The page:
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Last month I learned that OSHA will soon be changing its hazard communication standards to better align them with international standards and systems. These new standards will include establishing a single set of harmonized criteria for classifying chemicals and mixtures according to their health, physical, and environmental hazards as well as adding standardized “signal words” and pictograms to labels (keep checking our blog for an upcoming post about these new labeling criteria).
There will be several different items that will require the new Safety Data Sheets and communication labels. Hazards of all chemicals produced or imported will need to be classified. This includes all physical hazards, health hazards, special OSHA defines hazards, and hazards not otherwise classified. Before we get into the new labeling rules, I thought it would be a good idea to better define these hazard types.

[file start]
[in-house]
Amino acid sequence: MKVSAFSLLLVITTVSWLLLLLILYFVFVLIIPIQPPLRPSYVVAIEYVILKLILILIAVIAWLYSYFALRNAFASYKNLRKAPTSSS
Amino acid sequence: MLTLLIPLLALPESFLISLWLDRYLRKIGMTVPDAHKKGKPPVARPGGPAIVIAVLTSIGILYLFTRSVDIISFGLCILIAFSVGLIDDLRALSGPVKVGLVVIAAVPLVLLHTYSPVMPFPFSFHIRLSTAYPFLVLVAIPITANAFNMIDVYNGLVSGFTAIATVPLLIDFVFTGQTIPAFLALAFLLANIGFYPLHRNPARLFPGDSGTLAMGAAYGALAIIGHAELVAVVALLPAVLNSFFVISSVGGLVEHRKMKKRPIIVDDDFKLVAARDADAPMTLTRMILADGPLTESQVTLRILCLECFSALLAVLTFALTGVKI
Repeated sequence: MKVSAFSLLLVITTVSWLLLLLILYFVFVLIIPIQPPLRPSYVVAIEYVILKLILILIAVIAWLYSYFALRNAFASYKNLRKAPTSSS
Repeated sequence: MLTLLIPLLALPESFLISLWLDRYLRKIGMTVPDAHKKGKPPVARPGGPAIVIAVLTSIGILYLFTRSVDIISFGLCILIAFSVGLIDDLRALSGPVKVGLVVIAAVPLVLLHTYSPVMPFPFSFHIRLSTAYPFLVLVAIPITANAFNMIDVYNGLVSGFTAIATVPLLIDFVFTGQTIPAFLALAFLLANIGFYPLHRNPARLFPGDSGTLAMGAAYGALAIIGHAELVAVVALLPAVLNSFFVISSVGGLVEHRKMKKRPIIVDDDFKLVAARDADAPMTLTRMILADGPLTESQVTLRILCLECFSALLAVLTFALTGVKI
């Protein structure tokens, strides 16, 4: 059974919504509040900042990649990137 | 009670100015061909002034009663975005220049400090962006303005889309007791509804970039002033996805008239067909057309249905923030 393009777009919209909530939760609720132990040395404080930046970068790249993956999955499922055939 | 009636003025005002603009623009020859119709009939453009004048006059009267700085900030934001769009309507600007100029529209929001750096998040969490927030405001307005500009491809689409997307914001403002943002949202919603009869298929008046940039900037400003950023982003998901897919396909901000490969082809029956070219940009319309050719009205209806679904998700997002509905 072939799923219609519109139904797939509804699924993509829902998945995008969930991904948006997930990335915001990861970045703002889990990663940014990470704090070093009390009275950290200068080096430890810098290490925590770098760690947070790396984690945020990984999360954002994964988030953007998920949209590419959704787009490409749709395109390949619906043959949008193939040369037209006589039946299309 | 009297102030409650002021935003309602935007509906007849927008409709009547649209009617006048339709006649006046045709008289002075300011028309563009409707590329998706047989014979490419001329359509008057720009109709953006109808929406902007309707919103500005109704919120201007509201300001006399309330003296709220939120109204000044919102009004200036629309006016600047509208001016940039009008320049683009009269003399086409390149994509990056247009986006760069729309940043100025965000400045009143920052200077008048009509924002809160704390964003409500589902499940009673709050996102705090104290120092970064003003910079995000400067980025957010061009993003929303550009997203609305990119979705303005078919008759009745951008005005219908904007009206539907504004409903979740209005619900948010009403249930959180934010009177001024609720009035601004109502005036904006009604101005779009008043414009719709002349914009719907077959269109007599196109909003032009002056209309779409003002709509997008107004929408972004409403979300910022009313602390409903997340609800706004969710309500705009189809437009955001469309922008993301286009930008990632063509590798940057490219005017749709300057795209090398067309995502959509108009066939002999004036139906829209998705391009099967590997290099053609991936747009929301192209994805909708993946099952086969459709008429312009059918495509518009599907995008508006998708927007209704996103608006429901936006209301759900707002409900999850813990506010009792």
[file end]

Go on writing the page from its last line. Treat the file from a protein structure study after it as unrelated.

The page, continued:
As the name states, hazards which are not otherwise classified includes any hazards that are identified during the classification process but which have not yet been classified.
Heritage hosted our 13th annual Habitat for Humanity build this month, partnering with over70 employees from various THG companies.
Bill Garrison, Director of Strategic Solutions, shares how the Heritage family leverages R&D to identify wastestream opportunities for customers.
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Sue Kieweg, Corporate Recruiting Manager, describes the culture of the Heritage family and how it enables the success of our teams.
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